Linux htop command overview

htop is a monitoring tool that allows you to see how much CPU, memory, and swap space your Linux server is using. It also shows you a list of all the processes that are running on your server, and how much CPU and memory each process is using. htop can be used to find out which processes are using the most resources and to kill processes that are misbehaving. It's an alternative to the classic top utility, but with additional features and a more user-friendly interface that allows for easier monitoring and management of system processes.

Install htop

  1. To use htop, first, install it on your system. On most Linux distributions, you can install htop through the package manager.

     sudo apt update
     sudo apt install htop
  2. After installation, to start htop, run:


Customize htop and Keyboard Shortcuts

In most cases, servers will not have a mouse attached, so keyboard shortcuts must be learned.


  • Arrow keys: Move the selection cursor up, down, left, and right to navigate through the list of processes.

  • PgUp/PgDn: Scroll the process list a page up and down.

  • Home/End: Jump to the top or bottom of the process list.

  • Mouse: You can also use the mouse to select items.

Display and Sorting

  • F1 or h: Open the help screen, which displays the keyboard shortcuts.

  • F2 or S: Open setup, where you can configure htop settings, including which columns are displayed.

    • Right arrow: Move to the next section in the setup menu.

    • Up and down arrows: Select an item in the setup menu.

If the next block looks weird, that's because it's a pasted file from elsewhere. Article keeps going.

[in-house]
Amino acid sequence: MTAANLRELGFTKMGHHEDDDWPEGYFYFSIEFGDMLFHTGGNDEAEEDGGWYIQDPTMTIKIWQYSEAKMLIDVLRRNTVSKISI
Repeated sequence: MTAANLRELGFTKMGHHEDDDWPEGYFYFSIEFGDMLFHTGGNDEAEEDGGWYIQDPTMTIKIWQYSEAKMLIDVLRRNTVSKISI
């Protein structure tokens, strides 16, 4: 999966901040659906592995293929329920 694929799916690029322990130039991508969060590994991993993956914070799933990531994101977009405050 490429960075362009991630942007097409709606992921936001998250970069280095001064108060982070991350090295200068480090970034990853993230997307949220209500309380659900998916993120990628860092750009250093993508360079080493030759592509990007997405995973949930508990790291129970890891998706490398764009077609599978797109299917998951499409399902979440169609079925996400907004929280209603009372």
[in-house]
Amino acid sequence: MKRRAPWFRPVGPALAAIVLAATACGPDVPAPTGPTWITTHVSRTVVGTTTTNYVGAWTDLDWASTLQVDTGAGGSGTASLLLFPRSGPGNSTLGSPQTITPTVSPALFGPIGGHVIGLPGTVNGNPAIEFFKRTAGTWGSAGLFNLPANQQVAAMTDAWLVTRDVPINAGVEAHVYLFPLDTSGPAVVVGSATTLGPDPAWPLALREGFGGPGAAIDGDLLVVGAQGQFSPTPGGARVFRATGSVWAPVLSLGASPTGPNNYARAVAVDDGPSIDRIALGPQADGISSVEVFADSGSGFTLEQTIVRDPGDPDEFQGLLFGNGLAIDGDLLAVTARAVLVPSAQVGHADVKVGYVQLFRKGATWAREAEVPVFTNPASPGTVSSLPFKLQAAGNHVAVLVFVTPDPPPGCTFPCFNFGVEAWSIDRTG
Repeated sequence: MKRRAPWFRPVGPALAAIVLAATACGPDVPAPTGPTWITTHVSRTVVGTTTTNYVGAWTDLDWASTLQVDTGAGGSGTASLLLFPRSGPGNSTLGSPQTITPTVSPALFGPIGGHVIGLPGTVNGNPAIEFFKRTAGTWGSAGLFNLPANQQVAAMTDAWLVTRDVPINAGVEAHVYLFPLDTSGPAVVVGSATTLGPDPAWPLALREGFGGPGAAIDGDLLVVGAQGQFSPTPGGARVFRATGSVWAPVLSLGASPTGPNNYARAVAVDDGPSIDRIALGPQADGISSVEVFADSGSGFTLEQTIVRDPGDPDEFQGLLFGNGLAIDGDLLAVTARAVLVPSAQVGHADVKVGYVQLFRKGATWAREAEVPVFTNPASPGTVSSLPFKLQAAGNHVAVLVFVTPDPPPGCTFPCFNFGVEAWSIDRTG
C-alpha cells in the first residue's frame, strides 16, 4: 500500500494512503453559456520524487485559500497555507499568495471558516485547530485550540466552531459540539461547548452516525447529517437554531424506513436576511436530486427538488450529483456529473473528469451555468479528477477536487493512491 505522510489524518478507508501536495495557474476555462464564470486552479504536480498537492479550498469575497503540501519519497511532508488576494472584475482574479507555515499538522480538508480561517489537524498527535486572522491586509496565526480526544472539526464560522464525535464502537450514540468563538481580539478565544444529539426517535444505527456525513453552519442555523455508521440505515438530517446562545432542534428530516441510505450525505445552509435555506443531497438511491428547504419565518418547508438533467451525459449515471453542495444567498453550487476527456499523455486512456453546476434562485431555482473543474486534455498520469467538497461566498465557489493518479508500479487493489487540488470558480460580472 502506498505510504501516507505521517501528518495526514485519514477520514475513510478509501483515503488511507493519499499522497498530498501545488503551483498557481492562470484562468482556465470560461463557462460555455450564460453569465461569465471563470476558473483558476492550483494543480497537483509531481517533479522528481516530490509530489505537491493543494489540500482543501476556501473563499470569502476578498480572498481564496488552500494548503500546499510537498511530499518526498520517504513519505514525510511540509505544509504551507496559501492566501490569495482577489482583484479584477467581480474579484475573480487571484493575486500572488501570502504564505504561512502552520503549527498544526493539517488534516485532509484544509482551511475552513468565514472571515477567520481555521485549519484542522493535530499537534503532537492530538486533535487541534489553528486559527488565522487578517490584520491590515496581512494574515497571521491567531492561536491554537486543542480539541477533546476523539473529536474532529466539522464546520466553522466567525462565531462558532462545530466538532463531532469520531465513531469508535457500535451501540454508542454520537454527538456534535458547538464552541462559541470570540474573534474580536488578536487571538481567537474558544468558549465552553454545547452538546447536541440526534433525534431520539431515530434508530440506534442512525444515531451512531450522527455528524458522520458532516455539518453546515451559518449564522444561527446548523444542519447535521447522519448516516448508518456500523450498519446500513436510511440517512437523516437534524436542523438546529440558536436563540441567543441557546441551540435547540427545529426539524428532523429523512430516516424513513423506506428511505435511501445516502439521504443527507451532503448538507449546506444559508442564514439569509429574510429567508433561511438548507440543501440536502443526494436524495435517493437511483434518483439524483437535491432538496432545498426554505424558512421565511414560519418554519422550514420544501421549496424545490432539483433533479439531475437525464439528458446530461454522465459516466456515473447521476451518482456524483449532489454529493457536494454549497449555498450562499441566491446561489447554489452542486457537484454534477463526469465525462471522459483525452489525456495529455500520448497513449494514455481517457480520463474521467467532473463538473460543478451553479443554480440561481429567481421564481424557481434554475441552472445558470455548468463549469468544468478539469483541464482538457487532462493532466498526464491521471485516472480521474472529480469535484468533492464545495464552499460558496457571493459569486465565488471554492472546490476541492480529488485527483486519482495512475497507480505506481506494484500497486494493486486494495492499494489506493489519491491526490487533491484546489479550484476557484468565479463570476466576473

• Delete: Remove an item from the setup menu.

    • Enter: Add an item to the setup menu.

  • F3 or /: Incremental process search. Type the name of the process to highlight it.

  • F4: Filter processes. Only processes matching the filter will be displayed.

  • F5 or t: Tree view toggle. Display processes in a tree structure.

  • F6 or < and \>: Sort processes by different criteria, such as CPU or memory usage. Press F6 then use the arrow keys to select the sort criterion.

  • F7 and F8: Adjust the nice value (priority) of a process down or up. Lower numbers mean higher priority.

  • F9: Kill the process

    SIGTERM allows a process to clean up and terminate gracefully, making it the preferred method for stopping processes. SIGKILL is more abrupt and should be used as a last resort when a process does not respond to SIGTERM or other more gentle methods of termination, as it does not allow the process to clean up resources, which might lead to system instability or resource leaks.

  • F10, q, or Ctrl+C: Quit

  • Space: Tag or untag a process. Tagged processes can be acted on collectively.

  • U: Untag all processes.

  • u: Filter the process list by user.

  • Shift + p: Sort the process list by CPU usage.

  • Shift + m: Sort the process list by memory usage.


  1. Youtube: Linux Crash Course - htop